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From Barnes & NobleThe Barnes & Noble Review
Did you know that, according to one estimate, the world was created at 6:00 on Saturday evening, October 22nd, in 4004 B.C.? In this remarkably engaging narrative, science writer Martin Gorst provides a fascinating account of humanity's efforts to determine how long the universe has existed and in the process turns a daunting scientific quest into a really good read.
Gorst threads his way surely through the history of Western science, philosophy, and religion. In 1642, Bishop Ussher of Ireland calculated the age of the world by laboriously splicing together biblical accounts and known historical dates. His chronology appeared in the margin of Bibles from 1675 through to the 20th century. For the next 200 years, scientists and philosophers would have to challenge this doctrine of an extremely young universe, which was backed by all the power of the Roman Catholic Church.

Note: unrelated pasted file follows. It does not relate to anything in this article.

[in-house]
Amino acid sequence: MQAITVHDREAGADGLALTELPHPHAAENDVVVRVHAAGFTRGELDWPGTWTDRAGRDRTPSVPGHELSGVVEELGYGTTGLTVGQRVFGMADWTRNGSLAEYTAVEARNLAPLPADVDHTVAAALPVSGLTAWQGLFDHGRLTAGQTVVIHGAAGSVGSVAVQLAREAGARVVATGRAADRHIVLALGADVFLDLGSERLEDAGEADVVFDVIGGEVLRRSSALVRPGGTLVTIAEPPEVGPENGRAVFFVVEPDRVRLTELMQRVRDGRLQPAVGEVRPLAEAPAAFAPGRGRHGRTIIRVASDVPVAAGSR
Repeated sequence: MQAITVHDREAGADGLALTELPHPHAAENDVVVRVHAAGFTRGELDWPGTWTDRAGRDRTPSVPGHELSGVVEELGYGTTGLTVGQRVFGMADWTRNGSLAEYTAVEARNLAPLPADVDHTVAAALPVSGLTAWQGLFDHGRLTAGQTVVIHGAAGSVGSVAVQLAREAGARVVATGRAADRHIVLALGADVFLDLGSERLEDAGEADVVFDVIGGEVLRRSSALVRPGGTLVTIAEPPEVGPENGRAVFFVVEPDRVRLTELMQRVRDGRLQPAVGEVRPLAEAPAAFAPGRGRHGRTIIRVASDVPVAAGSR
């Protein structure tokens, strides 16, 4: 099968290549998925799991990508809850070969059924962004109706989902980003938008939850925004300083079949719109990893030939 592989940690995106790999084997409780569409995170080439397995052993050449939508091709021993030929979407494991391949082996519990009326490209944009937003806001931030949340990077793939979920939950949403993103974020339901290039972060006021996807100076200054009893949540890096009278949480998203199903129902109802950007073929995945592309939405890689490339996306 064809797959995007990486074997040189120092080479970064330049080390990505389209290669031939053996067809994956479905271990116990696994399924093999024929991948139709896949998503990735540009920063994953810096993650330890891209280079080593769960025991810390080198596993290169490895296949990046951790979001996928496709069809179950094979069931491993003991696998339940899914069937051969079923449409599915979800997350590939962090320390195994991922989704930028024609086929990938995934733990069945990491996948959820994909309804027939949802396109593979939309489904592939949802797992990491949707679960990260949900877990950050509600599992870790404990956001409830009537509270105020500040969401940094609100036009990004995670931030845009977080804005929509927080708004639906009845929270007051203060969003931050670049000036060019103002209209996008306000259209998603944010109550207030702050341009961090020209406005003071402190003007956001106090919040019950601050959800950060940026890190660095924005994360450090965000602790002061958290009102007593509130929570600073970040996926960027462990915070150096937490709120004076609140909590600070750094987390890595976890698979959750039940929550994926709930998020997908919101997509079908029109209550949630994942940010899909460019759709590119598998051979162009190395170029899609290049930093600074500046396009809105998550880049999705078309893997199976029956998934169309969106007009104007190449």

In a series of short, well-focused chapters, Gorst traces the course of the freethinkers who dared to develop a larger conception of time. Descartes was paranoid and highly secretive about his theory of the universe: Some 30 years before, Giordano Bruno had been burned to death for insisting that the universe was infinite. Isaac Newton brought science into a new era, and yet he spent far more time defending biblical chronology than he did developing his great scientific works. The risks in challenging the biblical account were such that Charles Darwin endured 20 years of agony before unveiling his theory of natural selection. Bringing the narrative up to present time, Gorst explains what Albert Einstein considered to be the greatest blunder of his life and introduces the great astronomer Edwin Hubble's closest collaborator, who started out as a mule skinner hauling telescope parts up Mount Wilson. Today, having expanded the age of the universe from a few thousand years to a few billion, contemporary astronomers still compete fiercely to come up with convincing answers to important cosmological questions. Rare enough is the science writer who can make an intimidating subject accessible to a general audience. Martin Gorst has done this job with stunning lucidity. ( Rita Moran)